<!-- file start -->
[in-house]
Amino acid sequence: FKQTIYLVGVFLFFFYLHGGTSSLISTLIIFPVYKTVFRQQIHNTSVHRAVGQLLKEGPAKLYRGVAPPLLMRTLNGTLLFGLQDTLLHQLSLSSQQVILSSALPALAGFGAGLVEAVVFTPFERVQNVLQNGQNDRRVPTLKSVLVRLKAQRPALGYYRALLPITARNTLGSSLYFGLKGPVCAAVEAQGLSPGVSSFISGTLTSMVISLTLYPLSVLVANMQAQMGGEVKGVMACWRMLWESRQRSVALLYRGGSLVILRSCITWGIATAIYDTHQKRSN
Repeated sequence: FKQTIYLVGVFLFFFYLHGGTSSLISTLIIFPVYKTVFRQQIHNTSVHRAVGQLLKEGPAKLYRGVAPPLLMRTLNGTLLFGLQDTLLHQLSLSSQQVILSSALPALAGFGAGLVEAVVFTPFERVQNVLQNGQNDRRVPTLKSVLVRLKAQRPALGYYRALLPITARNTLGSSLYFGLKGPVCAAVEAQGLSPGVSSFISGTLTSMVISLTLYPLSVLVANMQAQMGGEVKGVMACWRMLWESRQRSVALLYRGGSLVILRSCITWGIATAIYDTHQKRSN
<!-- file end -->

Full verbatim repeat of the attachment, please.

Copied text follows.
[in-house]
Amino acid sequence: FKQTIYLVGVFLFFFYLHGGTSSLISTLIIFPVYKTVFRQQIHNTSVHRAVGQLLKEGPAKLYRGVAPPLLMRTLNGTLLFGLQDTLLHQLSLSSQQVILSSALPALAGFGAGLVEAVVFTPFERVQNVLQNGQNDRRVPTLKSVLVRLKAQRPALGYYRALLPITARNTLGSSLYFGLKGPVCAAVEAQGLSPGVSSFISGTLTSMVISLTLYPLSVLVANMQAQMGGEVKGVMACWRMLWESRQRSVALLYRGGSLVILRSCITWGIATAIYDTHQKRSN
Repeated sequence: FKQTIYLVGVFLFFFYLHGGTSSLISTLIIFPVYKTVFRQQIHNTSVHRAVGQLLKEGPAKLYRGVAPPLLMRTLNGTLLFGLQDTLLHQLSLSSQQVILSSALPALAGFGAGLVEAVVFTPFERVQNVLQNGQNDRRVPTLKSVLVRLKAQRPALGYYRALLPITARNTLGSSLYFGLKGPVCAAVEAQGLSPGVSSFISGTLTSMVISLTLYPLSVLVANMQAQMGGEVKGVMACWRMLWESRQRSVALLYRGGSLVILRSCITWGIATAIYDTHQKRSN